Monday, 10 October 2016

Three Rebellions…a second edition

There have been important change in the Rebellion Trilogy, a series of books that were written between 2004 and 2010 and published in 2010, 2011 and 2013.  The series will become a Quartet with the addition of a fourth volume entitled Ireland, Revolution and Diaspora 1882-1923. This was, in part, the result of a comment from a colleague who suggested that I’d looked at the aperitif and starter but hadn’t really got on to the main course. This echoed my own feeling about the Irish dimension in the series. I had started to tell the story but it had yet to reach the ‘freedom’ in my Famine, Fenians and Freedom, 1840-1882.
The first volume in the series is Three Rebellions: Canada, South Wales and Australia that considers the context, causes and consequences of three major popular disturbances in the British Empire during the early years of Queen Victoria’s long reign. In the Canadas during 1837 and 1838, at Newport in South Wales in 1839 and at the Eureka Stockade in Ballarat, Victoria in Australia in 1854 thousands of largely working people took up arms against the forces of colonial rule and oppression. What linked these three events was a popular form of constitutionalism, linked to British radicalism and especially to Chartism that sought constitutional and democratic change but which was denied by colonial oligarchies that sought to retain political power in their own hands. The rebellions each failed when faced by the overwhelming force of the colonial state but, although they were defeated militarily, each played a significant role in the emergence of more responsive and responsible government. Today, the losers are better remembered than those who defeated them in 1837-1838, 1839 and 1854.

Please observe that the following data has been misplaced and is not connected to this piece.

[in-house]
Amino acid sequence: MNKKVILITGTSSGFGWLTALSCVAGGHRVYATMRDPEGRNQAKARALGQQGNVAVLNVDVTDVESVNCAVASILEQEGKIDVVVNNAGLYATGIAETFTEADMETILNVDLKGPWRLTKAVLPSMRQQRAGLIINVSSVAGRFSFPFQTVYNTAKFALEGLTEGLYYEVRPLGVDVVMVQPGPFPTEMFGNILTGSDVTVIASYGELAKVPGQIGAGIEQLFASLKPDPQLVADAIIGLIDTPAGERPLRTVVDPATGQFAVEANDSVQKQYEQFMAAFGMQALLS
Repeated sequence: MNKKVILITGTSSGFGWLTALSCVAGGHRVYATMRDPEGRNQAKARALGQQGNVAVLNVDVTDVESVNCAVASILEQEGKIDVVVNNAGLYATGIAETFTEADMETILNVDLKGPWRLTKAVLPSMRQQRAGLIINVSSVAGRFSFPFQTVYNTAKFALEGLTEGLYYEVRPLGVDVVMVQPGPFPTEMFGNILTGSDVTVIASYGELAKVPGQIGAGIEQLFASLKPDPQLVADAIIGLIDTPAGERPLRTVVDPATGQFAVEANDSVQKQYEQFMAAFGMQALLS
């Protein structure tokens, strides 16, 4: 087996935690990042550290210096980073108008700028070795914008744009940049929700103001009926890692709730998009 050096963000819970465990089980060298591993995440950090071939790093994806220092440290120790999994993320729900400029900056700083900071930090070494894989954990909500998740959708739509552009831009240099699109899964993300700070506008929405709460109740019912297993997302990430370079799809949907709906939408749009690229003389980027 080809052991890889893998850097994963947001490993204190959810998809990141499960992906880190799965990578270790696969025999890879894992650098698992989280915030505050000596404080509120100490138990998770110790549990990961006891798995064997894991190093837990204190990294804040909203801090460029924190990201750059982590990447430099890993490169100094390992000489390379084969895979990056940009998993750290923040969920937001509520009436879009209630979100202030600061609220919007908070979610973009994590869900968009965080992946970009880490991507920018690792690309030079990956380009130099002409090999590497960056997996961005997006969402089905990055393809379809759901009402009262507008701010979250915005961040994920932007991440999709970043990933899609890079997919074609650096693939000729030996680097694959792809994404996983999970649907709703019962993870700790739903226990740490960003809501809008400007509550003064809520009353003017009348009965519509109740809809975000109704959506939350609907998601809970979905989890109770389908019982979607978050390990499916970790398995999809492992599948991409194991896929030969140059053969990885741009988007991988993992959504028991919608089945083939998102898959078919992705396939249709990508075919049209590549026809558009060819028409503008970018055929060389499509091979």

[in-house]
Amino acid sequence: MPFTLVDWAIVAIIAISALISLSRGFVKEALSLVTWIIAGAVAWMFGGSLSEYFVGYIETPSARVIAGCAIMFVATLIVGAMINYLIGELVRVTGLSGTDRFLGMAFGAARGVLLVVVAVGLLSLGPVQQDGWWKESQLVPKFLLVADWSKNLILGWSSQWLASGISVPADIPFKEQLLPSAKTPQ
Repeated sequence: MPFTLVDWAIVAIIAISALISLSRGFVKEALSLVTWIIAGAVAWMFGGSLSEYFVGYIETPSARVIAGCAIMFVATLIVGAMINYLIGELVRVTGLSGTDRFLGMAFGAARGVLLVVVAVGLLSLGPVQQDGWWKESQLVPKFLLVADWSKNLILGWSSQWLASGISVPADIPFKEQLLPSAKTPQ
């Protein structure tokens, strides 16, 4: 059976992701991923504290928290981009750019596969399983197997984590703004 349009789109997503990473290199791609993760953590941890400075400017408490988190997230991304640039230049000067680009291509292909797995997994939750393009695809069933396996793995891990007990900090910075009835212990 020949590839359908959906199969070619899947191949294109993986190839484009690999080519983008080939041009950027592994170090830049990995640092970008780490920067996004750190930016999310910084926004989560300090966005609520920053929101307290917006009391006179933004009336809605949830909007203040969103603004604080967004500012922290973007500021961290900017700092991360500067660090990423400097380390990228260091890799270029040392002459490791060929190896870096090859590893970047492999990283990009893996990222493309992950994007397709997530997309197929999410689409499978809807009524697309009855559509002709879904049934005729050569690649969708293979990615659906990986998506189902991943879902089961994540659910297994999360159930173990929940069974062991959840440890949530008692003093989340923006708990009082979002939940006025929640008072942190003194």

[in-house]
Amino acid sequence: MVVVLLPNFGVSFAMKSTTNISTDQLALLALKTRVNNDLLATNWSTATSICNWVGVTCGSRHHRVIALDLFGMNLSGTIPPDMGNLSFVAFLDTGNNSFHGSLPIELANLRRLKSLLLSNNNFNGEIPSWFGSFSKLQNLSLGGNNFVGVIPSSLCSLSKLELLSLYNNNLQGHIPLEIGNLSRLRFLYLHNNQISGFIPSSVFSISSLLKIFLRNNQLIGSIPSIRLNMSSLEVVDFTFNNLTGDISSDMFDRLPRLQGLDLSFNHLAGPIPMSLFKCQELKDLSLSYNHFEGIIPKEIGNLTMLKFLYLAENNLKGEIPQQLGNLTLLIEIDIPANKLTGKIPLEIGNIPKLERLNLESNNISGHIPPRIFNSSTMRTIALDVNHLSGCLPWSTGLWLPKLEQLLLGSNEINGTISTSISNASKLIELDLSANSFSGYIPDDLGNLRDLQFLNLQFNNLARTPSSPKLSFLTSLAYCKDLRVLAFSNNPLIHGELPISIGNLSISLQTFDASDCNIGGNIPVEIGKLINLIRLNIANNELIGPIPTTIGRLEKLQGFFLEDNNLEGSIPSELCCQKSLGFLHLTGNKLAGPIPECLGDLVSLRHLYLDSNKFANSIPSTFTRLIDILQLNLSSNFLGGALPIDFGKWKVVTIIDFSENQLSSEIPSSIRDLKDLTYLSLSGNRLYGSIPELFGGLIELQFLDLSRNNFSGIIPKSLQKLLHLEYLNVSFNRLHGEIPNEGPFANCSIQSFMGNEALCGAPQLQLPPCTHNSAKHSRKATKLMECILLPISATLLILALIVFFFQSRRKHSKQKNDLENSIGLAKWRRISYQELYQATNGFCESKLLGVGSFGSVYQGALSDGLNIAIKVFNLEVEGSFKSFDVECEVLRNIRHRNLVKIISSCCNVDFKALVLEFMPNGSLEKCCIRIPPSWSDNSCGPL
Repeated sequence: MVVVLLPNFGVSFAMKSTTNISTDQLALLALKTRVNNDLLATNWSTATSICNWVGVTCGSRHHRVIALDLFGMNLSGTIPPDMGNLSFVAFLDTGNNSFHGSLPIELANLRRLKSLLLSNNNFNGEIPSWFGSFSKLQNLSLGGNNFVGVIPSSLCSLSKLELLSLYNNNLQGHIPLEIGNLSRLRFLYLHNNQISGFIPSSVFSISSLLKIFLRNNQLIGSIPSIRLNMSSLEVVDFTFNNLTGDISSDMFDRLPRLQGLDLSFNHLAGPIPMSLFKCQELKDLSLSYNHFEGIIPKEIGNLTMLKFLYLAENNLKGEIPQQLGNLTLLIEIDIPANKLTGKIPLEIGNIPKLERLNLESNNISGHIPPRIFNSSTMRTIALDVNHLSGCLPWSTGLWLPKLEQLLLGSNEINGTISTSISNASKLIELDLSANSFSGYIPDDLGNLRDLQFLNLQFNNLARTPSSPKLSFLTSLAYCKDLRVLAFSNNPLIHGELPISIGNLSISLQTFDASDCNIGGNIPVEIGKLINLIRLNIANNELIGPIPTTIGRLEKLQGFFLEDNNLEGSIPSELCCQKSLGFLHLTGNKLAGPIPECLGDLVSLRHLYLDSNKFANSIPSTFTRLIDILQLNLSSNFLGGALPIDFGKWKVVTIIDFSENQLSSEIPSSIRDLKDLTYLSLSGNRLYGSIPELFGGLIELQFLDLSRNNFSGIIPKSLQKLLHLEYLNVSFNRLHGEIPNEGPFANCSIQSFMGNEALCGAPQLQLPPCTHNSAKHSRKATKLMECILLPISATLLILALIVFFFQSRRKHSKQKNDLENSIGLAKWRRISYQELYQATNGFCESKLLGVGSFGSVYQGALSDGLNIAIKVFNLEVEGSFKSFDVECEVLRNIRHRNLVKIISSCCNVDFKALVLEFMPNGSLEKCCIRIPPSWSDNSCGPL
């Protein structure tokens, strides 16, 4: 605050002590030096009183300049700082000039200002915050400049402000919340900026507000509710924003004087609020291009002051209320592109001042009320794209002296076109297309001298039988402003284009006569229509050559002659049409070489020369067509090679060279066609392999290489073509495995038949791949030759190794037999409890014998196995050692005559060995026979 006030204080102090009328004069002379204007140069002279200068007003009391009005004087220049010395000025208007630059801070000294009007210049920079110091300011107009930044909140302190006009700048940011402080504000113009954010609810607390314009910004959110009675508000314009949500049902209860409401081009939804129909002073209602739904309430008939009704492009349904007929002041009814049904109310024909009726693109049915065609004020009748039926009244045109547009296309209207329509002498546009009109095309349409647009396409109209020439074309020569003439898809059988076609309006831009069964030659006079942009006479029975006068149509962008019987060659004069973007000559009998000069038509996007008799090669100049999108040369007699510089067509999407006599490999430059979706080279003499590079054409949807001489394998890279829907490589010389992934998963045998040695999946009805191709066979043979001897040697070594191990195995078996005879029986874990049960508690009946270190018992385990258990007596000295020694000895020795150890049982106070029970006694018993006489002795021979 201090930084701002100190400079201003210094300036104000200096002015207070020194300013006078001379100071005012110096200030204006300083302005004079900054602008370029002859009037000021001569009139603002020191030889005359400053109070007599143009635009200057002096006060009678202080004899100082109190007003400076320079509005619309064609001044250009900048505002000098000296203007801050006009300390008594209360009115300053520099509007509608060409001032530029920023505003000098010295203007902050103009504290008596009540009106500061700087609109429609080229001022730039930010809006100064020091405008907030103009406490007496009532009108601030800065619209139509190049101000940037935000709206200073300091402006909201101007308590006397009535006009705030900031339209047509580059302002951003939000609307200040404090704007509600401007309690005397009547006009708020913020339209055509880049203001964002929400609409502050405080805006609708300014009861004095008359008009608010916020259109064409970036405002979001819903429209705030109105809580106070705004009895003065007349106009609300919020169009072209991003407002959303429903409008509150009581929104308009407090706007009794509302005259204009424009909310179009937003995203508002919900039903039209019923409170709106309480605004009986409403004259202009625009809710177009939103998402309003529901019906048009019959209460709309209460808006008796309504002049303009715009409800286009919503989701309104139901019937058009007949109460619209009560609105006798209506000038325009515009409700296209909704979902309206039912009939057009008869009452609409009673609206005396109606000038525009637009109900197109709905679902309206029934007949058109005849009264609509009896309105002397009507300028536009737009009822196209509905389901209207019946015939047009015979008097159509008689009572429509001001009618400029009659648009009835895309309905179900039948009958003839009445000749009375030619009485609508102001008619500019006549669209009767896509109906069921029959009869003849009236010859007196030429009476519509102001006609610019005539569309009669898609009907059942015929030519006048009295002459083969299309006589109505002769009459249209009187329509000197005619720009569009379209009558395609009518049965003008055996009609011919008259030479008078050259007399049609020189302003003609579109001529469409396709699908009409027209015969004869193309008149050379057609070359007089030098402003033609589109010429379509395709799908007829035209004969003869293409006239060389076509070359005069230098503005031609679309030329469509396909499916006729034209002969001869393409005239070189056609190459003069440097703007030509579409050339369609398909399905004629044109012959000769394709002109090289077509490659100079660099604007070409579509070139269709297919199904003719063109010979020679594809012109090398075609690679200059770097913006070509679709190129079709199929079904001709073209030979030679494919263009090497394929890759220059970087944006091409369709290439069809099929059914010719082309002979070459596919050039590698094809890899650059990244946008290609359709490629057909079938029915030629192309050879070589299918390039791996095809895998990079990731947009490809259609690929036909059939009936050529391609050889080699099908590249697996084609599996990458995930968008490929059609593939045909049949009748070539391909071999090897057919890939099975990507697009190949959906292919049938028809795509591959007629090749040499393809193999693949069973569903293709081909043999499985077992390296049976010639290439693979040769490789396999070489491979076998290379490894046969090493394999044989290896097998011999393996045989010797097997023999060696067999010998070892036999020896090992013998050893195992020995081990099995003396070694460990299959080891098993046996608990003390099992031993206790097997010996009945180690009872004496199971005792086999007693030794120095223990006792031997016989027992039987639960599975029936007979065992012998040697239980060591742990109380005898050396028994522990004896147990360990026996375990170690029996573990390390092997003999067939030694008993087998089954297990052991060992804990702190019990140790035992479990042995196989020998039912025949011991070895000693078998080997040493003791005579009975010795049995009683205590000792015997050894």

The first edition of Three Rebellions was completed in 2008 and finally published in early 2010. In the intervening years I have continued to grapple with the issues raised in the original volume publishing more detailed discussion of the rebellions in Britain, Canada and Australia.The major difference between the first and second editions is that I have significantly reduced the length of the work by taking out the foreword, relevant in 2009 but not today, and the chapters that dealt with the links between the three rebellions and how the rebellions have been remembered and commemorated. My reason for doing this—other than making the work tighter—is that I have included revised versions of these chapters in my Chartism: A Global History and other essays, published earlier this year.

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